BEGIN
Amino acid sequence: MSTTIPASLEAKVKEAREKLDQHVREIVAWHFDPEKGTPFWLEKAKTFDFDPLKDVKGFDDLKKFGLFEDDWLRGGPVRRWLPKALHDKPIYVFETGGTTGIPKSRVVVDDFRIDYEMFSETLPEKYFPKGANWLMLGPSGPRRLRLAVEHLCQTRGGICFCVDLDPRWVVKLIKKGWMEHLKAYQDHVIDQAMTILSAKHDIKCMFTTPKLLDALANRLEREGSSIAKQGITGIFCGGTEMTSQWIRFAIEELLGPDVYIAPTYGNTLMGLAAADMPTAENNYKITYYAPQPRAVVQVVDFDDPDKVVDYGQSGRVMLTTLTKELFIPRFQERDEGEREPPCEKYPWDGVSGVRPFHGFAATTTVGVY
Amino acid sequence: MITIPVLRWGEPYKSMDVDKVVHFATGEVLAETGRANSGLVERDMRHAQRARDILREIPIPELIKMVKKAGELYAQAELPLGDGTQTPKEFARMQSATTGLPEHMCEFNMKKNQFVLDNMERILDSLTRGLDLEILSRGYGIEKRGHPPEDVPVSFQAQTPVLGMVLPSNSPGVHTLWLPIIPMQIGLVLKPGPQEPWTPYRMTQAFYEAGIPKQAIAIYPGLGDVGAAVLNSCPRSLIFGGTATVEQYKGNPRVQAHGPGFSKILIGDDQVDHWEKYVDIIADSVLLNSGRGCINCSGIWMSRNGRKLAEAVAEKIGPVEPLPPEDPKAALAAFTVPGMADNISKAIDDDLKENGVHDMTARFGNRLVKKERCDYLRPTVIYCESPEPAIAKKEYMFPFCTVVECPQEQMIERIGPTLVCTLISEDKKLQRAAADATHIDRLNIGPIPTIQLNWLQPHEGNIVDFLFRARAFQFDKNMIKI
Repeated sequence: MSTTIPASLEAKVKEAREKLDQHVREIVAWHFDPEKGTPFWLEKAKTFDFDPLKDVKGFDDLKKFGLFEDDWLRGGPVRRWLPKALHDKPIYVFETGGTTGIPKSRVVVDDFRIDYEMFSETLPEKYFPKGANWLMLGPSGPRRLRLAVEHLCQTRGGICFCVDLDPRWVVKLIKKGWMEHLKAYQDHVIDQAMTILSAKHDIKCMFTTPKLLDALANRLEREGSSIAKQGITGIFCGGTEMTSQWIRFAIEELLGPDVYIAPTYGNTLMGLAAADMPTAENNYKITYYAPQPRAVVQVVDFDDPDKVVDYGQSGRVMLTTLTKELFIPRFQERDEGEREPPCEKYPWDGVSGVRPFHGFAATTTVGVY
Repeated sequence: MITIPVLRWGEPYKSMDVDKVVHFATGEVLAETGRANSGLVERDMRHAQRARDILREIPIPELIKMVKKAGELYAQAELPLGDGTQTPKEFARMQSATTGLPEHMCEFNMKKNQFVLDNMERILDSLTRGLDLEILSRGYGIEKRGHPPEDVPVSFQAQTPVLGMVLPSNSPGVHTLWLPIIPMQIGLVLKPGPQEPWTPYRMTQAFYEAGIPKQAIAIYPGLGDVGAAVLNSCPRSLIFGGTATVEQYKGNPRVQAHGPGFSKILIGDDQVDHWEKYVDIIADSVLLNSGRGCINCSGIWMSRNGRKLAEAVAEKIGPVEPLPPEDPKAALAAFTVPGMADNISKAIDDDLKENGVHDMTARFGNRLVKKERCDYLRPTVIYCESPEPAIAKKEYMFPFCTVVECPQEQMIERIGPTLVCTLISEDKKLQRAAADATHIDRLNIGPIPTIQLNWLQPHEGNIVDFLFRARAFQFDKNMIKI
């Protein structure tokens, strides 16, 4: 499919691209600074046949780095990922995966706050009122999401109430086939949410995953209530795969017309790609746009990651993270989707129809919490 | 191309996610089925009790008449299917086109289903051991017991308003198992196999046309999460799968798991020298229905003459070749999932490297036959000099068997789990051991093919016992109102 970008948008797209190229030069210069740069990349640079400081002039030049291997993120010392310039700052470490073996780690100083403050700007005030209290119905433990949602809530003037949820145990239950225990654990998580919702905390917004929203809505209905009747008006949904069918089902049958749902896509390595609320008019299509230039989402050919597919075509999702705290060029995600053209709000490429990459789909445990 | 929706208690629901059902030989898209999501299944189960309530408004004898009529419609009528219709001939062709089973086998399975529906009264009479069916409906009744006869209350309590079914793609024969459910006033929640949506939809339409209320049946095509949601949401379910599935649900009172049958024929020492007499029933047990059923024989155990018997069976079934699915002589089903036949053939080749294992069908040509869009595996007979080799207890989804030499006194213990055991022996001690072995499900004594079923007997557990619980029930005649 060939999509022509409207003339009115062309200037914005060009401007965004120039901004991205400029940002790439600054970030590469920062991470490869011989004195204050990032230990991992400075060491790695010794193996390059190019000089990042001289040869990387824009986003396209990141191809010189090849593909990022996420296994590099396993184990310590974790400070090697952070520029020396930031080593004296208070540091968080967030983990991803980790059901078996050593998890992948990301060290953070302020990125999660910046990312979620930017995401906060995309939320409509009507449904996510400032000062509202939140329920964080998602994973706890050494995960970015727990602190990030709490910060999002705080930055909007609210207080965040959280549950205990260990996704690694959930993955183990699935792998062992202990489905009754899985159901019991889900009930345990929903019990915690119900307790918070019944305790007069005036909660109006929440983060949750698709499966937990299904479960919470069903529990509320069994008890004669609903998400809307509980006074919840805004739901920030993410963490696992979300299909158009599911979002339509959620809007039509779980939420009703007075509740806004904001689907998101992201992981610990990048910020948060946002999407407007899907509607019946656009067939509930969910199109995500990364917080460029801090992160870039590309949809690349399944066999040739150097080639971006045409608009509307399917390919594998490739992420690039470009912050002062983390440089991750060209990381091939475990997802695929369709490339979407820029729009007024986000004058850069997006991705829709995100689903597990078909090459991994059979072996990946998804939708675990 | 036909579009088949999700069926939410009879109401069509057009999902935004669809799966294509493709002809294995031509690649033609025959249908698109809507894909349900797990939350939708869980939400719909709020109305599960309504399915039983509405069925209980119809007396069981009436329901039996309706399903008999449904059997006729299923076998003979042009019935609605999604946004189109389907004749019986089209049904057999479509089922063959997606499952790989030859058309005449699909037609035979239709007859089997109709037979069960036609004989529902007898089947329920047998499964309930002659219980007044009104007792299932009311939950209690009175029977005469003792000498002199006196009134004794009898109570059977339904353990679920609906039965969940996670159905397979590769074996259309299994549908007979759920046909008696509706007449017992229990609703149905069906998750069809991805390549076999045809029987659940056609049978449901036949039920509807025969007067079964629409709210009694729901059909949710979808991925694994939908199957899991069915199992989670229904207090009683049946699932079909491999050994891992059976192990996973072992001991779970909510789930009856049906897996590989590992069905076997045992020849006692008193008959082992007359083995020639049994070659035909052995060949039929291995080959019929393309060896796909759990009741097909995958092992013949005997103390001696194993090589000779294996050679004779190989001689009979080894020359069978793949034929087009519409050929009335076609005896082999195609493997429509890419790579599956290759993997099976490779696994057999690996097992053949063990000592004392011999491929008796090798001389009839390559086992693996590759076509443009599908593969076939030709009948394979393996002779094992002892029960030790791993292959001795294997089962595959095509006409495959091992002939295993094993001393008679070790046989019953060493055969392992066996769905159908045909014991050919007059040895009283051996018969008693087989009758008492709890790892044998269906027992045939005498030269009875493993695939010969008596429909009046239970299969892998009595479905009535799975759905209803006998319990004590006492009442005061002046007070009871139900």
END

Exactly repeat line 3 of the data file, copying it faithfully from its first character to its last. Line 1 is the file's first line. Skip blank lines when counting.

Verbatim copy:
Repeated sequence: MSTTIPASLEAKVKEAREKLDQHVREIVAWHFDPEKGTPFWLEKAKTFDFDPLKDVKGFDDLKKFGLFEDDWLRGGPVRRWLPKALHDKPIYVFETGGTTGIPKSRVVVDDFRIDYEMFSETLPEKYFPKGANWLMLGPSGPRRLRLAVEHLCQTRGGICFCVDLDPRWVVKLIKKGWMEHLKAYQDHVIDQAMTILSAKHDIKCMFTTPKLLDALANRLEREGSSIAKQGITGIFCGGTEMTSQWIRFAIEELLGPDVYIAPTYGNTLMGLAAADMPTAENNYKITYYAPQPRAVVQVVDFDDPDKVVDYGQSGRVMLTTLTKELFIPRFQERDEGEREPPCEKYPWDGVSGVRPFHGFAATTTVGVY